Hong Kong promises ‘fear’ to wanted pro-democracy activists

Hong Kong promises ‘fear’ to wanted pro-democracy activists

Hong Kong’s leader on Tuesday called for eight exiled and police-wanted pro-democracy activists to surrender or “live in fear”, while China, for its part, criticized the UK’s protection of “fugitives”.

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Relations between Hong Kong, a territory that returned to China in 1997, and the former British colonial power have been strained since the enactment of the national security law in 2020 in the wake of pro-democracy protests.

Critics accuse the text of pushing back freedoms in Hong Kong and driving into exile people linked to demonstrations that rocked the city at times violently from June to December 2019.

Police promised a reward of one million Hong Kong dollars (117,000 euros) for information that would lead to the arrest of eight pro-democracy activists.

They are accused of colluding with foreign forces to endanger national security, an act punishable by life imprisonment.

“The only way to end their fate as fugitives, who will be hunted for the rest of their lives, is to surrender,” Hong Kong leader John Lee said on Tuesday.

Otherwise, he assured the journalists, they would live “in fear.”

Mr. Lee also called on people to help the police, adding that even the activists’ “relatives and friends” could provide information.

The measure has been denounced by the United States, United Kingdom and Australia, countries where some of the wanted activists reside.


“I am not afraid of political pressure on us, because we do what we think is right,” insisted the Hong Kong leader.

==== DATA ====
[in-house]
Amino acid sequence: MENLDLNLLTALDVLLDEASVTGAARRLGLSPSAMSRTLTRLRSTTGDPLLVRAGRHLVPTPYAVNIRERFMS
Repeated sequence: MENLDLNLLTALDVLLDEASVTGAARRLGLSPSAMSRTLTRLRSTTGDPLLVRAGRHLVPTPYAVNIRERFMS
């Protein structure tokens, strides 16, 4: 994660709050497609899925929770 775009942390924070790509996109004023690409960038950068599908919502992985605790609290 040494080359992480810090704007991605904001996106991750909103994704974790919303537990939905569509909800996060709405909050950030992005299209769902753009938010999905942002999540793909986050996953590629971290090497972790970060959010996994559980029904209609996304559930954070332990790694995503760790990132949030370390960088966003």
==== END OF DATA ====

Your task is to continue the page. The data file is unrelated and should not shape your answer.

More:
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Among those targeted was Nathan Law, a symbol of the pro-democracy movement, who fled Hong Kong to the United Kingdom where he was granted political asylum.

“We will not tolerate China’s attempts to intimidate and silence individuals in the UK and abroad,” British Foreign Secretary James Cleverly said in a statement on Monday.

“The UK will always uphold the universal right to freedom of expression and stand up for those targeted,” the minister added.

China criticized the remarks on Tuesday.

A spokesman for the Chinese Embassy in the United Kingdom condemned “British politicians openly offering their protection to the fugitives”, and condemned London’s “interference” in China’s internal affairs.

The United States also spoke out against the reward system promised by the Hong Kong authorities.

“The extraterritorial application of the national security law imposed by Beijing sets a dangerous precedent that threatens the human rights and fundamental freedoms of citizens around the world,” warned US State Department spokesman Matthew Miller in a statement released Monday.

” silly “

Since Beijing imposed the national security law, the United Kingdom and the United States have suspended the extradition agreement with Hong Kong.

Nathan Law, a prominent figure in the pro-democracy movement, called on Hong Kong residents not to cooperate with the police. “I am only from Hong Kong speaking on behalf of the people of Hong Kong,” he wrote on Twitter.

Another defendant, Ted Hui Chi Fung, a former Hong Kong lawyer now living in exile in Australia, called the reward system “ridiculous”.

This promise of reward by the Hong Kong authorities comes after the 26th anniversary of the former British colony’s return to China on July 1, 1997.

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Since the central government in Beijing imposed the national security law in Hong Kong, 260 people have been arrested and more than 160 others have been charged, as well as five companies.

The legislation calls into question the judicial independence the former British colony was supposed to have enjoyed for 50 years under the principle of “one country, two systems,” which grants a certain degree of autonomy to Hong Kong.

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About the Author: Hermínio Guimarães

"Introvertido premiado. Viciado em mídia social sutilmente charmoso. Praticante de zumbis. Aficionado por música irritantemente humilde."

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